Welfare Reform: A Doorway to Lives
by Gordon Bingham –
Territorial Social Services Secretary
In his book, Bread for My Neighbor, the late General Frederick Coutts examines the impact of William Booth’s Darkest England scheme, published in 1891, on social welfare in Great Britain at the close of the 19th century. He points out that Booth’s life covered roughly the period between England’s so called Poor Law Reform of 1834 (does that sound familiar?) and the ending of that era in 1911 with the passage of the National Insurance Act. Of the latter, a 32- year-old Winston Churchill would say that a line should be drawn, “below which we will not allow persons to live and labour.” It would be 24 years before the United States would pass comparable legislation in the Social Security Act of 1935.
Our “welfare reform” of 1996 echoes many of the same concerns and arguments that led to the poor law reform of 1834. It is by no means so harsh. It was the 1834 law that led to the notoriously dreadful poor houses of Booth’s day as the only alternative available to individuals and families who could not support themselves. Putting the best face on it, our welfare reform presents a “tough love” approach to change, but ultimately also holds out the threat of pain, i.e. the loss of benefits, as a major means of prompting profound behavioral changes.
In several places in Bread for My Neighbor, Coutts looks at the tensions between the London Charity Organization Society — the “experts” at the turn of the century in how people should or should not be helped — and The Salvation Army of Booth’s day. The Charity Organization Society thinking echoed the “Social Darwinism” popular in their day: the laws of the free market economy would reward the hard-working and good people, just as they would crush the weak.
Booth argued that far too little was being done to make change possible for people. Of the Charity Organization Society approach he wrote:
“Most schemes that are put forward for the improvement of the people…would only affect the aristocracy of the miserable. It is the thrifty, the industrious, the sober, the thoughtful who can take advantage of these plans… No one will ever make a visible dent on the mass of squalor who does not deal with the improvident, the lazy, the vicious, the criminal. The scheme of social salvation is not worth discussing which is not as wide as the scheme of eternal salvation. The Charity Organization Society believes in the survival of the fit… We believe in the survival of the unfit.”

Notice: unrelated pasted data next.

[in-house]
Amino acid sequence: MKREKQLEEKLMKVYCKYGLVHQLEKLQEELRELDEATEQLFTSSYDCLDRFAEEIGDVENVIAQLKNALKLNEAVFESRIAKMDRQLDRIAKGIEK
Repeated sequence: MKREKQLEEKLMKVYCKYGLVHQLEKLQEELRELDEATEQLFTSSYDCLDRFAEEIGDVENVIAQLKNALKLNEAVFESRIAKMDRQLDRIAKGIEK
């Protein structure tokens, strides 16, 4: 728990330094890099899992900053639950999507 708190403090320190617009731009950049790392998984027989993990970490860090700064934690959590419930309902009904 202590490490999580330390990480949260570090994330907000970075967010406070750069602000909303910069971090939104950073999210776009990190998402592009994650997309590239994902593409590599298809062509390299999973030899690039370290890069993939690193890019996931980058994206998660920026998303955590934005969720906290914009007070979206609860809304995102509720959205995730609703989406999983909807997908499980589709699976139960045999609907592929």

The initial reports in the media of the impact of Welfare Reform one year after passage have been quite positive. Caseloads are down. People are leaving welfare to go to work. Others are not bothering to apply. It isn’t clear in every instance why caseloads are declining, but it appears the appropriate message is getting out: welfare is not an acceptable alternative to self-support and personal responsibility. No one would argue with that being a very necessary shift.
This initial success was probably predictable: those most ready, most motivated to move on with their lives are doing so. It will get a lot harder as the reforms impact the second and third levels of families on welfare: the less motivated, poorly educated and unskilled. A recent survey in Minnesota reported:
“Between two and three workers compete for every low-skill job opening in Minnesota, despite the lowest level of unemployment in more than 20 years… In some areas… the job gap between job seekers and job openings is even greater, with as many as six job seekers for every low-skill job opening. The study also finds that there are more than 100,000 unemployed workers and adult welfare recipients in Minnesota who are qualified only for low-skill work.”
We have been anxious over the last year about getting a place at the table as contracts are let out for getting people back to work. We have some fear about being left out. The truth is, the work has only begun. The objectives of welfare reform will be many years in coming to fruition if they ever do. Along the way, we need to set about doing what we can to secure the “survival of the unfit,” the folks, already known to us, who have a very difficult journey ahead of them.
As was being said of AIDS over a decade ago, welfare reform might be characterized as a “lens” that brings into focus a wide range of human needs and issues: meaning, community, personal value, behaviors, attitudes, growth and change. Welfare reform gives us a doorway to enter people’s lives in new ways. Welfare reform calls people to a journey of change. Along that journey they will need people to walk alongside them; to provide caring, community, and perhaps above all, spiritual resources to cope and transform. This is a tremendous challenge to us for holistic ministry. We must find ways to respond.